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Date: Sat, 23 Mar 2024 15:14:35 +0100
From: Solar Designer <>
Subject: Firefox 124.0.1 fixes two critical JavaScript engine vulnerabilities


As successfully demonstrated by Manfred Paul at Pwn2Own:

> # CVE-2024-29943: Out-of-bounds access via Range Analysis bypass
> Reporter	Manfred Paul via Trend Micro's Zero Day Initiative
> Impact	critical
> Description
> An attacker was able to perform an out-of-bounds read or write on a
> JavaScript object by fooling range-based bounds check elimination.
> References	Bug 1886849
> # CVE-2024-29944: Privileged JavaScript Execution via Event Handlers
> Reporter	Manfred Paul via Trend Micro's Zero Day Initiative
> Impact	critical
> Description
> An attacker was able to inject an event handler into a privileged object
> that would allow arbitrary JavaScript execution in the parent process.
> Note: This vulnerability affects Desktop Firefox only, it does not
> affect mobile versions of Firefox.
> References	Bug 1886852

There's a third-party write-up by @maxpl0it on the first bug above here:

> @_manfp's Firefox renderer bug is a beauty that takes advantage of an
> optimisation implemented just 3 months ago. Let's break it down!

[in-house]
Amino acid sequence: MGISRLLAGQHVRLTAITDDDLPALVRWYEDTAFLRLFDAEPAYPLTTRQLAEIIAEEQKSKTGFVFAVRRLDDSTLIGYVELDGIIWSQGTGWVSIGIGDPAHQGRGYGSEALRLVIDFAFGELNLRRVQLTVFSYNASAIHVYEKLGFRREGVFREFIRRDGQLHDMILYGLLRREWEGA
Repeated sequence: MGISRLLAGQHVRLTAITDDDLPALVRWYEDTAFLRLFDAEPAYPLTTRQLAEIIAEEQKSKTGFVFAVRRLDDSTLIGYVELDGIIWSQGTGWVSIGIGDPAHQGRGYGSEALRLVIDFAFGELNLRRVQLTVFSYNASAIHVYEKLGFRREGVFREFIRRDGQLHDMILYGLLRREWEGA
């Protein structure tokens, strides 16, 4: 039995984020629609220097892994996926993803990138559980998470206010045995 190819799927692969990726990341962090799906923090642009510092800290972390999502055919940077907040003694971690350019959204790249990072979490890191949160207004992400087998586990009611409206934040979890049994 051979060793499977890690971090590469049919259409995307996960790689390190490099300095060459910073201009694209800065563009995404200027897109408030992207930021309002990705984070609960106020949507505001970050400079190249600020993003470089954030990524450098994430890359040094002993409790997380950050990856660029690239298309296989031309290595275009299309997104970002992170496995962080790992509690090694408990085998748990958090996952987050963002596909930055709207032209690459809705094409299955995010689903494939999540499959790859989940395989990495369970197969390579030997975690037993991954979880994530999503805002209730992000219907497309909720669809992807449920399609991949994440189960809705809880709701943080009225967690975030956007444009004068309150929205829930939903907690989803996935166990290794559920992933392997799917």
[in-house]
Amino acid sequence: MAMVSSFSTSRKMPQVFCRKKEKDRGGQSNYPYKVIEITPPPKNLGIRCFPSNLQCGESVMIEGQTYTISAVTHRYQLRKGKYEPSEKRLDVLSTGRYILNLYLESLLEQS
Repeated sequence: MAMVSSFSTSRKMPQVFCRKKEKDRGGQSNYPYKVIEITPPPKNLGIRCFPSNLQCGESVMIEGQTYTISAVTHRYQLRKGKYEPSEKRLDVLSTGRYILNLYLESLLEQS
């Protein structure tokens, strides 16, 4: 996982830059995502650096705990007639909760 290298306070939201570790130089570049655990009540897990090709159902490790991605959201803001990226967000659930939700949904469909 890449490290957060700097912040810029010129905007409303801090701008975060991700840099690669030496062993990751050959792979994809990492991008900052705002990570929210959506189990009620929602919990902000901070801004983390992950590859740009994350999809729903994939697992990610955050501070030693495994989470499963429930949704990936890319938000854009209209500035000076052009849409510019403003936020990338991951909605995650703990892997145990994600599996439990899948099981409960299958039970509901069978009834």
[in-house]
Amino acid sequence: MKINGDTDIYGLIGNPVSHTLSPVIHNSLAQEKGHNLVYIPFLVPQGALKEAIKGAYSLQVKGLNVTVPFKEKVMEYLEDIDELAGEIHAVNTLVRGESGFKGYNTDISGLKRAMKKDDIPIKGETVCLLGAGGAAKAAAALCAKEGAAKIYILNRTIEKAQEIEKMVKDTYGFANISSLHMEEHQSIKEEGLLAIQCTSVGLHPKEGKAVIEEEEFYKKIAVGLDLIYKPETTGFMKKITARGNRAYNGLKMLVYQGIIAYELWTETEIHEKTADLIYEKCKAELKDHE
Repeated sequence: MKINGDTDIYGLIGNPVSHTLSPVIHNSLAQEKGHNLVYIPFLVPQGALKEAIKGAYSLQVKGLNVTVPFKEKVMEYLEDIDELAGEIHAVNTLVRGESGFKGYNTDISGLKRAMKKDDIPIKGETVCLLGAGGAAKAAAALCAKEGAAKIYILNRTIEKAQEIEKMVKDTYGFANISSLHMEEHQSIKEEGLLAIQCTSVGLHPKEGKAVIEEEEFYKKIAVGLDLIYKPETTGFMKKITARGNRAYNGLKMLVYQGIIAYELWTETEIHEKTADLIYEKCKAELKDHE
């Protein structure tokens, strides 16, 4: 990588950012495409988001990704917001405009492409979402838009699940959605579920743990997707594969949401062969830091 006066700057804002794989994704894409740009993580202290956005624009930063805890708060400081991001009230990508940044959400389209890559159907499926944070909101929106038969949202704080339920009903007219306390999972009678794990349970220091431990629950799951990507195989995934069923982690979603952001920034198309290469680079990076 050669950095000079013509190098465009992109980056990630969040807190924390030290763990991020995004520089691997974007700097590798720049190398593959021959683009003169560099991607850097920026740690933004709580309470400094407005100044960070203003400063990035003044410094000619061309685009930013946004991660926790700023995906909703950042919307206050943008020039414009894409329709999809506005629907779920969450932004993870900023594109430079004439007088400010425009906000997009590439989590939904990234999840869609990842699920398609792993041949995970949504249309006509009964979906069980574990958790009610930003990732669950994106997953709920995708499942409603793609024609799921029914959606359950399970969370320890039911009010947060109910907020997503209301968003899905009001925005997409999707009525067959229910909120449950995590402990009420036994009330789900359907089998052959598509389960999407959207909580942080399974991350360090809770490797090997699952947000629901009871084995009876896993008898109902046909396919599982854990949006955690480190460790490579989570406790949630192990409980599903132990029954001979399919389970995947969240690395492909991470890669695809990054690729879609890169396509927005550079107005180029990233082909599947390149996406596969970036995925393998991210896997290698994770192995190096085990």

> In JavaScript, you can get a list of property names of an object using
> Object.keys(o). A common pattern to count the number of properties an
> object has is to use Object.keys(o).length.
> Now, this can actually end up being quite slow for large objects, since
> Object.keys(o) constructs a whole new array with the property names in it.
> If we're just interested in the length of this array and not the array
> itself, this means we're spending considerable time constructing arrays
> when we don't need to.
> Thankfully, 3 months ago, Mozilla added a nice optimisation that means
> the pattern of Object.keys(o).length no longer creates this array,
> saving us from wasting a LOT of memory.
> So where's the bug? In the Range Analysis part of the just-in-time
> compiler! The range that was given to the new MObjectKeysLength JIT node
> was between 0 and NativeObject::MAX_SLOTS_COUNT, which is (1 << 28) - 1.
> However, the number of properties we can add is much larger.
> Here is a test case that shows this behaviour. The returned value should
> never be larger than (1 << 28) - 1, which is 268435455. The trigger
> shows that we can in fact go larger than this, a value that is not taken
> into account by the range analysis.
> This can lead to an incorrect elimination of a bounds check for an array
> access and therefore an out-of-bounds read and write primitive.
> Definitely one of the neatest Firefox bugs I've seen in a while!

The Twitter thread above includes some screenshots, which I did not
include here.  They're helpful, but not essential for understanding.


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